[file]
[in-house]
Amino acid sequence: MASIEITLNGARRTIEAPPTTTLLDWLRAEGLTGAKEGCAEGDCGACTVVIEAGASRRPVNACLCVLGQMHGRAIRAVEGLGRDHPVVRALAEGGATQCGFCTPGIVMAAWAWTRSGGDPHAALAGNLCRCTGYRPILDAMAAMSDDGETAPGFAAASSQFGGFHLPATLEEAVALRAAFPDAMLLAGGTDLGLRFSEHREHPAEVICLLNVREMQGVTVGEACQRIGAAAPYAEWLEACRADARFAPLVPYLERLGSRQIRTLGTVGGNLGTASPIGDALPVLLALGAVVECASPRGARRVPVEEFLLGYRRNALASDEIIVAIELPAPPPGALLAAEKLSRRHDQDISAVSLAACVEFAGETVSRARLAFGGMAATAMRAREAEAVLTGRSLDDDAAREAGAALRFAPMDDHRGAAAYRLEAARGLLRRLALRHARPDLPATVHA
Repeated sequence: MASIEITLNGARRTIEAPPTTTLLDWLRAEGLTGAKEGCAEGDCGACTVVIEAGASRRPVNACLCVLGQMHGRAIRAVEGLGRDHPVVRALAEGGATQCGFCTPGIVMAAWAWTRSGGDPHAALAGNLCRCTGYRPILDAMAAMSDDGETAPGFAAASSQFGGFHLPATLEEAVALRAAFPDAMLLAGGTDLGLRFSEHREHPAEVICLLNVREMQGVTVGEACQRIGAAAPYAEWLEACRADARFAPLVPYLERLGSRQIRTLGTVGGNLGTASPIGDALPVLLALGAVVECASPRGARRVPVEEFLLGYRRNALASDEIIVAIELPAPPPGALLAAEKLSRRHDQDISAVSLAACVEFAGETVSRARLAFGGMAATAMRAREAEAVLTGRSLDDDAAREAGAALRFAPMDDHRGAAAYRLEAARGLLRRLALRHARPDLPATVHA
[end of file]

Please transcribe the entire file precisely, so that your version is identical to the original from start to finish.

[in-house]
Amino acid sequence: MASIEITLNGARRTIEAPPTTTLLDWLRAEGLTGAKEGCAEGDCGACTVVIEAGASRRPVNACLCVLGQMHGRAIRAVEGLGRDHPVVRALAEGGATQCGFCTPGIVMAAWAWTRSGGDPHAALAGNLCRCTGYRPILDAMAAMSDDGETAPGFAAASSQFGGFHLPATLEEAVALRAAFPDAMLLAGGTDLGLRFSEHREHPAEVICLLNVREMQGVTVGEACQRIGAAAPYAEWLEACRADARFAPLVPYLERLGSRQIRTLGTVGGNLGTASPIGDALPVLLALGAVVECASPRGARRVPVEEFLLGYRRNALASDEIIVAIELPAPPPGALLAAEKLSRRHDQDISAVSLAACVEFAGETVSRARLAFGGMAATAMRAREAEAVLTGRSLDDDAAREAGAALRFAPMDDHRGAAAYRLEAARGLLRRLALRHARPDLPATVHA
Repeated sequence: MASIEITLNGARRTIEAPPTTTLLDWLRAEGLTGAKEGCAEGDCGACTVVIEAGASRRPVNACLCVLGQMHGRAIRAVEGLGRDHPVVRALAEGGATQCGFCTPGIVMAAWAWTRSGGDPHAALAGNLCRCTGYRPILDAMAAMSDDGETAPGFAAASSQFGGFHLPATLEEAVALRAAFPDAMLLAGGTDLGLRFSEHREHPAEVICLLNVREMQGVTVGEACQRIGAAAPYAEWLEACRADARFAPLVPYLERLGSRQIRTLGTVGGNLGTASPIGDALPVLLALGAVVECASPRGARRVPVEEFLLGYRRNALASDEIIVAIELPAPPPGALLAAEKLSRRHDQDISAVSLAACVEFAGETVSRARLAFGGMAATAMRAREAEAVLTGRSLDDDAAREAGAALRFAPMDDHRGAAAYRLEAARGLLRRLALRHARPDLPATVHA